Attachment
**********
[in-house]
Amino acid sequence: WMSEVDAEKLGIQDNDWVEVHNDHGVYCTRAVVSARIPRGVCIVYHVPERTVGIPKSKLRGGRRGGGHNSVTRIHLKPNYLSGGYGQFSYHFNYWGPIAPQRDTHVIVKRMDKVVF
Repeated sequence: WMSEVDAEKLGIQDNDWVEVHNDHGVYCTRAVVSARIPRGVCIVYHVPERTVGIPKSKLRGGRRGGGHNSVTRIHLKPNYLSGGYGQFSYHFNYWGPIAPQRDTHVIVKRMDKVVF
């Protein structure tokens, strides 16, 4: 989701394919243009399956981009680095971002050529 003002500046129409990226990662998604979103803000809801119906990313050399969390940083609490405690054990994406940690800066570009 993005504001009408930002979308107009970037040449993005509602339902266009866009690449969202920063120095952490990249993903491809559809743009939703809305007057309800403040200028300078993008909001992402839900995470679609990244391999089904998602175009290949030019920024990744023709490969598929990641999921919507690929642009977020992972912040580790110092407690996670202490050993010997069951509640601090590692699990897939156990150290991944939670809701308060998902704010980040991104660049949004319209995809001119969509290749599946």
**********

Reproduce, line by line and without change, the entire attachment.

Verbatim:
[in-house]
Amino acid sequence: WMSEVDAEKLGIQDNDWVEVHNDHGVYCTRAVVSARIPRGVCIVYHVPERTVGIPKSKLRGGRRGGGHNSVTRIHLKPNYLSGGYGQFSYHFNYWGPIAPQRDTHVIVKRMDKVVF
Repeated sequence: WMSEVDAEKLGIQDNDWVEVHNDHGVYCTRAVVSARIPRGVCIVYHVPERTVGIPKSKLRGGRRGGGHNSVTRIHLKPNYLSGGYGQFSYHFNYWGPIAPQRDTHVIVKRMDKVVF
């Protein structure tokens, strides 16, 4: 989701394919243009399956981009680095971002050529 003002500046129409990226990662998604979103803000809801119906990313050399969390940083609490405690054990994406940690800066570009 993005504001009408930002979308107009970037040449993005509602339902266009866009690449969202920063120095952490990249993903491809559809743009939703809305007057309800403040200028300078993008909001992402839900995470679609990244391999089904998602175009290949030019920024990744023709490969598929990641999921919507690929642009977020992972912040580790110092407690996670202490050993010997069951509640601090590692699990897939156990150290991944939670809701308060998902704010980040991104660049949004319209995809001119969509290749599946």